Just as Liu envisioned, “you don’t have to personally carry anything” for the system to work, said Song, who helped build the current prototype.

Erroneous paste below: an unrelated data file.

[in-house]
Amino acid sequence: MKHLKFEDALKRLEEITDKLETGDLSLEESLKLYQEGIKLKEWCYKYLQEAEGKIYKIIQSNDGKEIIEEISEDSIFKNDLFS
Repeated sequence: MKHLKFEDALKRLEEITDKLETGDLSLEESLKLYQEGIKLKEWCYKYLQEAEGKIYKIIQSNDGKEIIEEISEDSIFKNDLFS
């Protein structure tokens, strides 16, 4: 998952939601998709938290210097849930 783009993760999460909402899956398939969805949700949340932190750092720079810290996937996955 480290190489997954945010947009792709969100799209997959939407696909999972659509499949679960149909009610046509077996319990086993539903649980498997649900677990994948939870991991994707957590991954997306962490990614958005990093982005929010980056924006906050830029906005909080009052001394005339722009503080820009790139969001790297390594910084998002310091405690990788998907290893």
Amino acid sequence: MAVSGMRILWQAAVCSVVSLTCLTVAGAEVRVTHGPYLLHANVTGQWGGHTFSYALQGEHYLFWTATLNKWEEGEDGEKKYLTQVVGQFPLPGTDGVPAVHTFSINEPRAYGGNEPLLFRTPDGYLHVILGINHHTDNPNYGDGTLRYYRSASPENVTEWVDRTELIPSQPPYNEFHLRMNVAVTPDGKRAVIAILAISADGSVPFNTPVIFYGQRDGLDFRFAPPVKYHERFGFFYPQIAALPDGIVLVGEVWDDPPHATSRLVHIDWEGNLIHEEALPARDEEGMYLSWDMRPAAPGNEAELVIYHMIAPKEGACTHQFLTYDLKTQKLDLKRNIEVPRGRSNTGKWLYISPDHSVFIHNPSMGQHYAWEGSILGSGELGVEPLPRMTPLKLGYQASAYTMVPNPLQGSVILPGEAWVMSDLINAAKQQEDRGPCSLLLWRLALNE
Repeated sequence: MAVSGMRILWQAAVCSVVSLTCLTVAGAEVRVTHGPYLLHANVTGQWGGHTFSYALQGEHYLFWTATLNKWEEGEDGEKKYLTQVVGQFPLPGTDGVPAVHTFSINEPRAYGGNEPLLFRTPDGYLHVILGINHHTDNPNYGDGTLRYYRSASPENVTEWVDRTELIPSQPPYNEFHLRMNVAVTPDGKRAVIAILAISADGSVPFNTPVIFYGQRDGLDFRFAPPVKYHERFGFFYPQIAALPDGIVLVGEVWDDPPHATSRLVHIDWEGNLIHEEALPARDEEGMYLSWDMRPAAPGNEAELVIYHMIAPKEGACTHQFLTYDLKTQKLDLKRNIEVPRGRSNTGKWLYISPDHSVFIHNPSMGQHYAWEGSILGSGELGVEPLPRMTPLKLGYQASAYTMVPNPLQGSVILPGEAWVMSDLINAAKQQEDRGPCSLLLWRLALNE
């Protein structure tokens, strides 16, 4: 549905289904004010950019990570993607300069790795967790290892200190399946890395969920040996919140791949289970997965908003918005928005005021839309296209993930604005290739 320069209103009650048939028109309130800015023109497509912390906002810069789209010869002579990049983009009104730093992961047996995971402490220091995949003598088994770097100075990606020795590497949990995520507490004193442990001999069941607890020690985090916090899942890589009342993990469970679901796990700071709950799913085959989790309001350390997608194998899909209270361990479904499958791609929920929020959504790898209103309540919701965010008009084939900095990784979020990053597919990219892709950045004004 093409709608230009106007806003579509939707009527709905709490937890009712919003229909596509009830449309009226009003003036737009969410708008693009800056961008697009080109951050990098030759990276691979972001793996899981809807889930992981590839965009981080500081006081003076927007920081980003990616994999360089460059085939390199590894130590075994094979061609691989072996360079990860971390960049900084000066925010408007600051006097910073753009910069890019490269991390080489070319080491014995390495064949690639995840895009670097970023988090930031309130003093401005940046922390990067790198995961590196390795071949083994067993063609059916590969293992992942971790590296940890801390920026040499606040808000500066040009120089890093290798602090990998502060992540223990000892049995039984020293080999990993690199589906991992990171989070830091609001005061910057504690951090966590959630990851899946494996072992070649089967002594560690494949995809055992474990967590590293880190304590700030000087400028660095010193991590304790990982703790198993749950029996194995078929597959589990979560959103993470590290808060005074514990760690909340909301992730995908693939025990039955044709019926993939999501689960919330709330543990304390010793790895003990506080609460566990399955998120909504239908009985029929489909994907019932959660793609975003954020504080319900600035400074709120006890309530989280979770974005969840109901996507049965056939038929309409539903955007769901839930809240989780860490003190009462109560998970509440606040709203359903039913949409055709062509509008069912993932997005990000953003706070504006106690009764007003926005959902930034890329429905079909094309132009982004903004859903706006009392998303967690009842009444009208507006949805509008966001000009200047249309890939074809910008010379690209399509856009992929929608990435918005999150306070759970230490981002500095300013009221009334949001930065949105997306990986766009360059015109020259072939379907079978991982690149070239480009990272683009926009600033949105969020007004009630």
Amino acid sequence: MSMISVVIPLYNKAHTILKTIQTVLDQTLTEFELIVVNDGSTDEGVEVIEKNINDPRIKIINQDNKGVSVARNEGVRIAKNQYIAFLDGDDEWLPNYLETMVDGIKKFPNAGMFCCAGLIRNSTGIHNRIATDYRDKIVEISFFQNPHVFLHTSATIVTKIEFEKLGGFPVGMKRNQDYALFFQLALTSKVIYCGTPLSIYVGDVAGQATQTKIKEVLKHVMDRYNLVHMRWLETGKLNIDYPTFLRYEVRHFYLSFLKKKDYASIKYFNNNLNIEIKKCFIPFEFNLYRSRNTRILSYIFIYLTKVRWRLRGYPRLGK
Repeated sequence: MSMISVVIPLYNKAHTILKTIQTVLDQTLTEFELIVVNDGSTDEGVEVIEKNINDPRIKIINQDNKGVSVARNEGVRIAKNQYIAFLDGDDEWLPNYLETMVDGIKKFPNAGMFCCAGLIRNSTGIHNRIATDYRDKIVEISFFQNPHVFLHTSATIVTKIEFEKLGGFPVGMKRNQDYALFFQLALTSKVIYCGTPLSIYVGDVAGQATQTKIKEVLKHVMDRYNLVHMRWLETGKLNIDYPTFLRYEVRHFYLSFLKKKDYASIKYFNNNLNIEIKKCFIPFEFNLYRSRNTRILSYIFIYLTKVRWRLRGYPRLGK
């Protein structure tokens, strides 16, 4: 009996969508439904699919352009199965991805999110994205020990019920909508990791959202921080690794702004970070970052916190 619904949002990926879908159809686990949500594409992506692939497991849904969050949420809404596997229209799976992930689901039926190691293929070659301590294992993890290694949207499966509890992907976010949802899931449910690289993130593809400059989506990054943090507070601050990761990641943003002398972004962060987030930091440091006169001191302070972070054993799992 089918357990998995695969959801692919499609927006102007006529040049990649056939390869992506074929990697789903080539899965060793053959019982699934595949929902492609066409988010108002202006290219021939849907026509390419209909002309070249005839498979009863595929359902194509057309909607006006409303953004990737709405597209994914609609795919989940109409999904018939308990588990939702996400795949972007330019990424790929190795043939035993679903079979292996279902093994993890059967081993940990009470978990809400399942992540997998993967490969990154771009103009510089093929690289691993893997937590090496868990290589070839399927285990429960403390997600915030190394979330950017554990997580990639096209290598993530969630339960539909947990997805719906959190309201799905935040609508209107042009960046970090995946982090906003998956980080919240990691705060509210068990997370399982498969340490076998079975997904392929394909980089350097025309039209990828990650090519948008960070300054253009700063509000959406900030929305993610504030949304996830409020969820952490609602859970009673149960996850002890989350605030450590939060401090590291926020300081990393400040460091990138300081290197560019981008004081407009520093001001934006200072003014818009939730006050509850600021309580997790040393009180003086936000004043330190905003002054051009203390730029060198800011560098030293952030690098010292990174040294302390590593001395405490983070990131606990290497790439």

Only healthy young adults have tested the prototype so far, but the researchers plan to conduct further tests with mobility-impaired users after refining their system. They also hope to eventually commercialize the product for in-home use. “That’s an ambitious goal,” said Song, “because there are so many steps to take in between. But if it does happen, I’ll be very happy because it’s a simple, practical, energy-efficient technology that will make an impact [on] society.”

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